Feisty and energetic, Paul Elliott’s take on Crusoe sets out from Edinburgh in a well-conceived and delivered local plot. Grant Stott’s villainous Pirate Blackheart is a local radio DJ in mid-life crisis. Jo Freer’s goodie is a magical mermaid – and Blackheart’s estranged wife – with attitude and motor-mouth to match.
If this tempers the fight between good and evil – Stott has to work hard to get the boos he deserves – all else is as it should be. Allan Stewart’s Mrs Crusoe provides plenty of topical and local gags, frocks, impersonations and musical numbers with suitably doctored lyrics. Johnny Mac is a great sidekick as her son Robinson, providing more cheeky energy.
Charlie Cairoli as their Captain and Quintin Young as his Bosun broaden the scope for the routines, while Moyo Omoniyi’s Girl Friday is big voiced and provides strong love interest as the action moves to Mango Island.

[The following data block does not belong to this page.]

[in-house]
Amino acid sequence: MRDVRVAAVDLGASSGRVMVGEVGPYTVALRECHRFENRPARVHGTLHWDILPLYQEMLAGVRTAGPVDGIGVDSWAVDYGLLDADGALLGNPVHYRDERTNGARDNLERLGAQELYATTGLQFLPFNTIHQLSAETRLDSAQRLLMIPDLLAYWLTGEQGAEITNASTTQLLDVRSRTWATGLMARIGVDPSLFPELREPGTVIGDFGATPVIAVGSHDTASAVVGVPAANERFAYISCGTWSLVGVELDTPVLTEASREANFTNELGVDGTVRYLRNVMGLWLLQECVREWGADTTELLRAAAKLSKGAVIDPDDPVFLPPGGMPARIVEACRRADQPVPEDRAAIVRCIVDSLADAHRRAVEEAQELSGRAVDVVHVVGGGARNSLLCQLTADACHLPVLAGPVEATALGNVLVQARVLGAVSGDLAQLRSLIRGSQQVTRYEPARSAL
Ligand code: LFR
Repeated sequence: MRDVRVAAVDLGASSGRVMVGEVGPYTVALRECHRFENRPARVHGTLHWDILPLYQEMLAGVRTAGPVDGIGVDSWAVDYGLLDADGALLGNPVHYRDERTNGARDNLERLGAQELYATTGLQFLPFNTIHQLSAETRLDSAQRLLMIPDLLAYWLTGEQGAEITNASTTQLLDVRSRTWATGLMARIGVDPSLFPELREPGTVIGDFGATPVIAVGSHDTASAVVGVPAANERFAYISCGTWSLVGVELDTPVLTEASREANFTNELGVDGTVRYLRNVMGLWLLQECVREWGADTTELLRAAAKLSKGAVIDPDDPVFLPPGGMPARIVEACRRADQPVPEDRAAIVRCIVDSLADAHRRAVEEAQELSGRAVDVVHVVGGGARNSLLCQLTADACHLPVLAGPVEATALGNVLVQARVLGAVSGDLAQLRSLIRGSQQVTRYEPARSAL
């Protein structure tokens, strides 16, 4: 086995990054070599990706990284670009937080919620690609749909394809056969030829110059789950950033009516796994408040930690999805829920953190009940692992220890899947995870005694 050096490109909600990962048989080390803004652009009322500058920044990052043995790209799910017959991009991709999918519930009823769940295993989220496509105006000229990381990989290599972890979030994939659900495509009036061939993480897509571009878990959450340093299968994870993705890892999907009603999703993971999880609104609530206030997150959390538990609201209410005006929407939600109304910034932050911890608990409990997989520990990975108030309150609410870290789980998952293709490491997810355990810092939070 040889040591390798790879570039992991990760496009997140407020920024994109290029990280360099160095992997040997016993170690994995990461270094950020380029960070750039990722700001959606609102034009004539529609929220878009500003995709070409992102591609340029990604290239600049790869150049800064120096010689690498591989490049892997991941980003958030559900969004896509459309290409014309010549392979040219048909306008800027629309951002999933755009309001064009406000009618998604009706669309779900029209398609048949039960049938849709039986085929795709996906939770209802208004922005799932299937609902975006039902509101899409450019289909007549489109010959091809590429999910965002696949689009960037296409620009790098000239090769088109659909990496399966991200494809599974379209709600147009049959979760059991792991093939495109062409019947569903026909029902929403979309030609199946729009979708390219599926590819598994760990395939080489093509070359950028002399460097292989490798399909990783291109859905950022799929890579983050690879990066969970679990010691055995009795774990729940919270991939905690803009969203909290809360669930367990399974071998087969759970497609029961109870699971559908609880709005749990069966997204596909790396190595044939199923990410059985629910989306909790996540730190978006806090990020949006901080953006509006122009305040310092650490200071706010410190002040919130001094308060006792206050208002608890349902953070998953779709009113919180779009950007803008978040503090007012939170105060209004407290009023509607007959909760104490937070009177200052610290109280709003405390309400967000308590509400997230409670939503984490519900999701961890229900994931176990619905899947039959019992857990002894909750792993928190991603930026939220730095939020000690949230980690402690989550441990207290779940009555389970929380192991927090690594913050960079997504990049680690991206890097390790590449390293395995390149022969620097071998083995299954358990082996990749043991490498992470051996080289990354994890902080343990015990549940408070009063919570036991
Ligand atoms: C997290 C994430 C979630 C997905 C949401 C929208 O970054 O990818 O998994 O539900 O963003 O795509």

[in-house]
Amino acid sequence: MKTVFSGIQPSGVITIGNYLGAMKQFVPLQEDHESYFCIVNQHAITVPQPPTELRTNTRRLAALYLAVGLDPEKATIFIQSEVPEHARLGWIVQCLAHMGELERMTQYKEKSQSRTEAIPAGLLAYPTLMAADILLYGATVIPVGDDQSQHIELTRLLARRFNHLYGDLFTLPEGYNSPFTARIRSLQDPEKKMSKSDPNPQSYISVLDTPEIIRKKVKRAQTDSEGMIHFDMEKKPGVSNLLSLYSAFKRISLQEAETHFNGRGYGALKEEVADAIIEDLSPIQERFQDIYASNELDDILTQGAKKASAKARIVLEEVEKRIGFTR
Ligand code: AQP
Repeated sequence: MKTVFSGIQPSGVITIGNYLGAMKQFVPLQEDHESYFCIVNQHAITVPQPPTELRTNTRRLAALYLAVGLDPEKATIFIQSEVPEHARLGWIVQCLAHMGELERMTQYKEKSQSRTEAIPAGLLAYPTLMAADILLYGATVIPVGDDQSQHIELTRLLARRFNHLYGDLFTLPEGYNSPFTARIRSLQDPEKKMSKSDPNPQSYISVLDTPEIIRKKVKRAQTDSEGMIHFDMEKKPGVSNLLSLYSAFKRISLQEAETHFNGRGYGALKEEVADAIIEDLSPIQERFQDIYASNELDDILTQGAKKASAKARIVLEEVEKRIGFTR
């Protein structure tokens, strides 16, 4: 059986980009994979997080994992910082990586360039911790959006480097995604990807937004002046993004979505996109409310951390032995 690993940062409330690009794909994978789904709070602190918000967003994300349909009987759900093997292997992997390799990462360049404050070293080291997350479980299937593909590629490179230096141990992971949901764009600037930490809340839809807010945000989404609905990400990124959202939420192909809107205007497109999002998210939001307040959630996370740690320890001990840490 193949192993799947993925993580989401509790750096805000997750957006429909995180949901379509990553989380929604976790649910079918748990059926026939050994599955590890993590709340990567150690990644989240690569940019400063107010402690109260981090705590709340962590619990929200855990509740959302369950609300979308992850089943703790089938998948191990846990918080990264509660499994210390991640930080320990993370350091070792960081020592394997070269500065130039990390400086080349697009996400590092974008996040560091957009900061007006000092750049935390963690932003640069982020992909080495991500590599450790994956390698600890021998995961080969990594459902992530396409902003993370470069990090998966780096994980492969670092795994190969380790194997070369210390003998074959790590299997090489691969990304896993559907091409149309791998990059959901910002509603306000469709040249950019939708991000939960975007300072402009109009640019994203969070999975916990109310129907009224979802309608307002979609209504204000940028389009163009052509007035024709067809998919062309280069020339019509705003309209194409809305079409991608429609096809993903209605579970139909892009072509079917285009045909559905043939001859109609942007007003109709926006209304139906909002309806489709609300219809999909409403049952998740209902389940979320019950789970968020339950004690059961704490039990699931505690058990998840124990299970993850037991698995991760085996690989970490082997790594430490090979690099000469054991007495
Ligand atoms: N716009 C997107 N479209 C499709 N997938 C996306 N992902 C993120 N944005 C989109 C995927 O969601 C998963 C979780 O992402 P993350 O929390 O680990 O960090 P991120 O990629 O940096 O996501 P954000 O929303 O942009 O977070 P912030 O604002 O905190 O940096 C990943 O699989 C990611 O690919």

In a production that is mercifully free of technical gimmicks as it goes back to the basics of comedy, music and routines, Safire’s Black Light underwater sequence is a standout treat. The nine-strong dance troupe are quick-footed and help add depth as various pirates and islanders. The music is crisp under Richard Anderson’s direction and Ian Westbrook’s sets look the part.